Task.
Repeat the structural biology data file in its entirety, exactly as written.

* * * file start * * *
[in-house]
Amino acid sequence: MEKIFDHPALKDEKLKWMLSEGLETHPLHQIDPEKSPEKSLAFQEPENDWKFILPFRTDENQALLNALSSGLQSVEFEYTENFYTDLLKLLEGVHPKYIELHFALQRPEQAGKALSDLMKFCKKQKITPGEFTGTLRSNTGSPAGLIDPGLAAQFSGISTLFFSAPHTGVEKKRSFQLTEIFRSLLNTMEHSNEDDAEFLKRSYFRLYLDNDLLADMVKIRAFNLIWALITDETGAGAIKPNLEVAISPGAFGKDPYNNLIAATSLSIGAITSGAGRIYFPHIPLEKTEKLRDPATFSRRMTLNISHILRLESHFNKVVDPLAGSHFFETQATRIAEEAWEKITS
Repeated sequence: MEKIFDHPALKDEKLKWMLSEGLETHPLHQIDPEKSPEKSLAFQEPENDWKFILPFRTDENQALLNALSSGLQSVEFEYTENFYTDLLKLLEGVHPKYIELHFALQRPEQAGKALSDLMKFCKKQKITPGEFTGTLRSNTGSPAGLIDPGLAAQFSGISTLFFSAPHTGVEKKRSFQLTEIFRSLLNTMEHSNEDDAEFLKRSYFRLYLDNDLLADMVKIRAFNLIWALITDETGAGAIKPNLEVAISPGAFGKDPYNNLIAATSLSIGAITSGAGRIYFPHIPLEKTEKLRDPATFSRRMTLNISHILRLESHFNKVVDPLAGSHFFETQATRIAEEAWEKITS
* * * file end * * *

[in-house]
Amino acid sequence: MEKIFDHPALKDEKLKWMLSEGLETHPLHQIDPEKSPEKSLAFQEPENDWKFILPFRTDENQALLNALSSGLQSVEFEYTENFYTDLLKLLEGVHPKYIELHFALQRPEQAGKALSDLMKFCKKQKITPGEFTGTLRSNTGSPAGLIDPGLAAQFSGISTLFFSAPHTGVEKKRSFQLTEIFRSLLNTMEHSNEDDAEFLKRSYFRLYLDNDLLADMVKIRAFNLIWALITDETGAGAIKPNLEVAISPGAFGKDPYNNLIAATSLSIGAITSGAGRIYFPHIPLEKTEKLRDPATFSRRMTLNISHILRLESHFNKVVDPLAGSHFFETQATRIAEEAWEKITS
Repeated sequence: MEKIFDHPALKDEKLKWMLSEGLETHPLHQIDPEKSPEKSLAFQEPENDWKFILPFRTDENQALLNALSSGLQSVEFEYTENFYTDLLKLLEGVHPKYIELHFALQRPEQAGKALSDLMKFCKKQKITPGEFTGTLRSNTGSPAGLIDPGLAAQFSGISTLFFSAPHTGVEKKRSFQLTEIFRSLLNTMEHSNEDDAEFLKRSYFRLYLDNDLLADMVKIRAFNLIWALITDETGAGAIKPNLEVAISPGAFGKDPYNNLIAATSLSIGAITSGAGRIYFPHIPLEKTEKLRDPATFSRRMTLNISHILRLESHFNKVVDPLAGSHFFETQATRIAEEAWEKITS